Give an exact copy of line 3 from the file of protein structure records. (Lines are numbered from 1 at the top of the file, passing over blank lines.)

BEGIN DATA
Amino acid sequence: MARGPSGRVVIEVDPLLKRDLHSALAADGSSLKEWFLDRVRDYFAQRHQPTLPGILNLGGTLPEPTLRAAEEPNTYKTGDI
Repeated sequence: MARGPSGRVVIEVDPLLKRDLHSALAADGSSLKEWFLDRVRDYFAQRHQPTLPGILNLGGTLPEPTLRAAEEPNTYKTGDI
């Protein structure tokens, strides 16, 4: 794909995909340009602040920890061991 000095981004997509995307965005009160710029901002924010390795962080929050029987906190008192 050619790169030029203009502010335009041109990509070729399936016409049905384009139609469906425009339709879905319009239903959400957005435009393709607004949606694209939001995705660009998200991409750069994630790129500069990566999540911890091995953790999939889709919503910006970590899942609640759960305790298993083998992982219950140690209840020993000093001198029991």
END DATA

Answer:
């Protein structure tokens, strides 16, 4: 794909995909340009602040920890061991 000095981004997509995307965005009160710029901002924010390795962080929050029987906190008192 050619790169030029203009502010335009041109990509070729399936016409049905384009139609469906425009339709879905319009239903959400957005435009393709607004949606694209939001995705660009998200991409750069994630790129500069990566999540911890091995953790999939889709919503910006970590899942609640759960305790298993083998992982219950140690209840020993000093001198029991």